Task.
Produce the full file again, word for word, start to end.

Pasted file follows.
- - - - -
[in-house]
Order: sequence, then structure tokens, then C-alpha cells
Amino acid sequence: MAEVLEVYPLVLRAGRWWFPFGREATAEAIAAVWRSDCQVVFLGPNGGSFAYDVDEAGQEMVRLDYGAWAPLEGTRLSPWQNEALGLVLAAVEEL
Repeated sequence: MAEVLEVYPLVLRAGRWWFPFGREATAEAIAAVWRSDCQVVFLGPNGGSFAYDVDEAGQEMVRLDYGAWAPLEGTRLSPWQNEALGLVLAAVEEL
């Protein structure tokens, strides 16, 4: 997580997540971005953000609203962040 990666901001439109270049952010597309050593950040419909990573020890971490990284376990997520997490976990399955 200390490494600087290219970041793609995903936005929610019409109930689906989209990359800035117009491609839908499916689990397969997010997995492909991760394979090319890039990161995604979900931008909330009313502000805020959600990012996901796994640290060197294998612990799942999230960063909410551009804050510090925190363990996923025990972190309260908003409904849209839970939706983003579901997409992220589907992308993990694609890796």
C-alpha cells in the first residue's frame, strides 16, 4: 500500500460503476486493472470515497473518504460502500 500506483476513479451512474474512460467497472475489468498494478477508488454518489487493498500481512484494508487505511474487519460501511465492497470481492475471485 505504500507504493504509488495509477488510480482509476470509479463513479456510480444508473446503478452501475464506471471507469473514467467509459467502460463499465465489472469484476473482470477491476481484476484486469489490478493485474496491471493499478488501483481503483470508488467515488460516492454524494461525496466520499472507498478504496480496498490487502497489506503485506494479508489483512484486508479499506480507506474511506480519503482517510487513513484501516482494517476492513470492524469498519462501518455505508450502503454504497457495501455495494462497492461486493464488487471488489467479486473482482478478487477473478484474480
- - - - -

[in-house]
Order: sequence, then structure tokens, then C-alpha cells
Amino acid sequence: MAEVLEVYPLVLRAGRWWFPFGREATAEAIAAVWRSDCQVVFLGPNGGSFAYDVDEAGQEMVRLDYGAWAPLEGTRLSPWQNEALGLVLAAVEEL
Repeated sequence: MAEVLEVYPLVLRAGRWWFPFGREATAEAIAAVWRSDCQVVFLGPNGGSFAYDVDEAGQEMVRLDYGAWAPLEGTRLSPWQNEALGLVLAAVEEL
């Protein structure tokens, strides 16, 4: 997580997540971005953000609203962040 990666901001439109270049952010597309050593950040419909990573020890971490990284376990997520997490976990399955 200390490494600087290219970041793609995903936005929610019409109930689906989209990359800035117009491609839908499916689990397969997010997995492909991760394979090319890039990161995604979900931008909330009313502000805020959600990012996901796994640290060197294998612990799942999230960063909410551009804050510090925190363990996923025990972190309260908003409904849209839970939706983003579901997409992220589907992308993990694609890796």
C-alpha cells in the first residue's frame, strides 16, 4: 500500500460503476486493472470515497473518504460502500 500506483476513479451512474474512460467497472475489468498494478477508488454518489487493498500481512484494508487505511474487519460501511465492497470481492475471485 505504500507504493504509488495509477488510480482509476470509479463513479456510480444508473446503478452501475464506471471507469473514467467509459467502460463499465465489472469484476473482470477491476481484476484486469489490478493485474496491471493499478488501483481503483470508488467515488460516492454524494461525496466520499472507498478504496480496498490487502497489506503485506494479508489483512484486508479499506480507506474511506480519503482517510487513513484501516482494517476492513470492524469498519462501518455505508450502503454504497457495501455495494462497492461486493464488487471488489467479486473482482478478487477473478484474480